The Hussman J-school at UNC: Preparing students for the business of news


In response to the shifting tides of journalism in the digital age, the University of North Carolina embarked on a series of adaptations to prepare students for the evolving industry landscape. They are doing this while keeping commitments to public service and traditional reporting skills intact. 

Situated in Chapel Hill, a town of about 62,000, the Hussman School of Journalism and Media at the University of North Carolina was founded in 1924 and has a rich history of producing journalists dedicated to public service and excellence. Of the nearly 32,000 undergraduate and graduate students at UNC, about 1,000 are enrolled at the Hussman School. In 1950, the Department of Journalism became the School of Journalism and graduated journalists expecting to make an impact in the field.

Under the leadership of Dean Raul Reis, who took office in July 2022, the Hussman School significantly revised its curriculum, infusing courses that can assist students in excelling once they graduate — whether in journalism or other communication fields like advertising or public relations.

One notable addition to the curriculum is the introduction of specialized certificate programs, including a new course on political communication. This offering, which includes a semester-long internship in Washington, D.C., aims to provide students with practical experience in navigating the complexities of political reporting. This will add to the four existing certificates: business communication, sports communication, health communication and marketing, and fashion communication and marketing.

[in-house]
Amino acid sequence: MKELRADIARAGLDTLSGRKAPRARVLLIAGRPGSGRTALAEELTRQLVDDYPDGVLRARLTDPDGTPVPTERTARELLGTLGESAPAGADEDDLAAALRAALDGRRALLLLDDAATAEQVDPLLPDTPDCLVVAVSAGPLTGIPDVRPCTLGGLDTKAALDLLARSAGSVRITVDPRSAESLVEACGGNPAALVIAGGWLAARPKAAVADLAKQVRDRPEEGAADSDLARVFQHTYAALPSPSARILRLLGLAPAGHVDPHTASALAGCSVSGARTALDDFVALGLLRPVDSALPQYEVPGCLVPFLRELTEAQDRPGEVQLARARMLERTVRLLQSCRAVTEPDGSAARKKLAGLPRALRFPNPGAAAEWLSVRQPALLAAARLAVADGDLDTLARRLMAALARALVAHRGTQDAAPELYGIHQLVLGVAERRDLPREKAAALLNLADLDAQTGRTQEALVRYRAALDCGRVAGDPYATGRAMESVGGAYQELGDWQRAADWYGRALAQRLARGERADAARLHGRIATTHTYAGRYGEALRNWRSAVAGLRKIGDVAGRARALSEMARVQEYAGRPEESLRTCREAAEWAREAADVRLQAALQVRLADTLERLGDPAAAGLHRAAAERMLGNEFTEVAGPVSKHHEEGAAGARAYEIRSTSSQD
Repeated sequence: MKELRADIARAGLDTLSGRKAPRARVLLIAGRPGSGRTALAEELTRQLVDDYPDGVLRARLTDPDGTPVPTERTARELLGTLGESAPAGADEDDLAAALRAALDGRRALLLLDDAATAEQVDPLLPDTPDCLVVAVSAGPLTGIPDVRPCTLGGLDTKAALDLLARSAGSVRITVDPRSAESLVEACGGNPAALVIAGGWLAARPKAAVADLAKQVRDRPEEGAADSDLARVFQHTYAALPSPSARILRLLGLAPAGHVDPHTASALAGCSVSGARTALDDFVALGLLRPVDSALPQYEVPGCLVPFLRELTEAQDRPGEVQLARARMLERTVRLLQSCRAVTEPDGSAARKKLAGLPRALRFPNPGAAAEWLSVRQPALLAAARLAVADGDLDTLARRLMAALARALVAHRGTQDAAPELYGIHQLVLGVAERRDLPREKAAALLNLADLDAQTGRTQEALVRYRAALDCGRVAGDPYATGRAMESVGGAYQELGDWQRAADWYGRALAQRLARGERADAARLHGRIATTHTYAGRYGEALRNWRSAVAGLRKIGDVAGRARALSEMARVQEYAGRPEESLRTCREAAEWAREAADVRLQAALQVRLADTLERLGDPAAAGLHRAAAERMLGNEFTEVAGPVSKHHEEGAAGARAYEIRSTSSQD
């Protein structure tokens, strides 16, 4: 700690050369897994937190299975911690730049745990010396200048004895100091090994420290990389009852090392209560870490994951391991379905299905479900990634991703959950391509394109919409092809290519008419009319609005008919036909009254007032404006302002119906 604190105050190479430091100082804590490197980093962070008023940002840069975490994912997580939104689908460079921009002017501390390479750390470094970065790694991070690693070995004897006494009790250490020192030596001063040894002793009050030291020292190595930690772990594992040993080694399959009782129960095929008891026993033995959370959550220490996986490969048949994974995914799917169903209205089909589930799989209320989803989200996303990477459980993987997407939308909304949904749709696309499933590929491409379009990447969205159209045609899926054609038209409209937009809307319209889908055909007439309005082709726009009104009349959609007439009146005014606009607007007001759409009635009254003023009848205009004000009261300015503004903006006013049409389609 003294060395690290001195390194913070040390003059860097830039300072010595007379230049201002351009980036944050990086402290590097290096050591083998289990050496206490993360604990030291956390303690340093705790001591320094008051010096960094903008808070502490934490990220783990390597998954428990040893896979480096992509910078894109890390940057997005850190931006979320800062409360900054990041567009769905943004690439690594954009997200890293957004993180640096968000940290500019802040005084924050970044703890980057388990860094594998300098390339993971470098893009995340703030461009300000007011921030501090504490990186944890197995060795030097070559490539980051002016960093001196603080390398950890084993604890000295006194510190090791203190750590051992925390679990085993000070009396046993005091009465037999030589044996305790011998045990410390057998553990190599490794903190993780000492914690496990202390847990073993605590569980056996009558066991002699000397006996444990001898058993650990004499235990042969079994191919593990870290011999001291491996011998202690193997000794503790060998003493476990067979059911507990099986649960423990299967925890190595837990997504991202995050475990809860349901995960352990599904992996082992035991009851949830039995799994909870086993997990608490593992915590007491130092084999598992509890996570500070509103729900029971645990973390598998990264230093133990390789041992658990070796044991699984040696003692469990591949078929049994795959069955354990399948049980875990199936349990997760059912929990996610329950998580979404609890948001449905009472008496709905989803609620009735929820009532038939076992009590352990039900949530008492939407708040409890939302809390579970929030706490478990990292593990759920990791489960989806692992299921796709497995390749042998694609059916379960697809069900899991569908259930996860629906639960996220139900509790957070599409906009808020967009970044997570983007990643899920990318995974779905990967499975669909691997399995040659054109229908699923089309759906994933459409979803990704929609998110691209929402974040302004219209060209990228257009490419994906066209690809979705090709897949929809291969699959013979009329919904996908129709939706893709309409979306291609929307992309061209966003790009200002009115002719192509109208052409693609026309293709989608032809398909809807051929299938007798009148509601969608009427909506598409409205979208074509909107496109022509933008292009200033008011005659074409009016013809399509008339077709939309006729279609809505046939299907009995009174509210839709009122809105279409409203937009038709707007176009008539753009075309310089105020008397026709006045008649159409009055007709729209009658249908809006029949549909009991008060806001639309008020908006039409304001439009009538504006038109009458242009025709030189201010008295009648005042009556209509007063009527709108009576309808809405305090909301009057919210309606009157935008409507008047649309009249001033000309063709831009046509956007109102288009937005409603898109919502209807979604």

Recognizing the importance of integrating new technologies into journalism education, the Hussman School introduced courses focused on artificial intelligence, data gathering and digital reporting techniques. Reis told E&P the school is hiring faculty who can teach AI as a forward way of looking at helping news organizations grow. Reis, who joined the Hussman School after working as dean at Emerson College’s School of Communication, wants students to think digital-first, be prepared to create opportunities and, in some instances, create their own jobs.

“We are not forgetting the traditional basic skills that will produce good information, reliable information that people can trust and will regain or maintain the trust and the reliability of news organizations or even the financial health,” he said, adding that the school has rid itself of platform concentrations such as magazine and broadcast journalism. “We’re combining that tradition with new technology and a forward way of looking and thinking about journalism in these issues ….”

In addition to technological integration, the Hussman School also expanded its focus to include business education. The school seeks to equip students with the skills needed to succeed in an increasingly competitive industry through initiatives such as an entrepreneurship minor and partnerships with business and entrepreneurial journalism experts. The minor paid dividends, as nearly 200 media and journalism majors have minored in entrepreneurship. The Hussman School also added faculty from business and entrepreneurial journalism backgrounds to bolster the program’s specialization.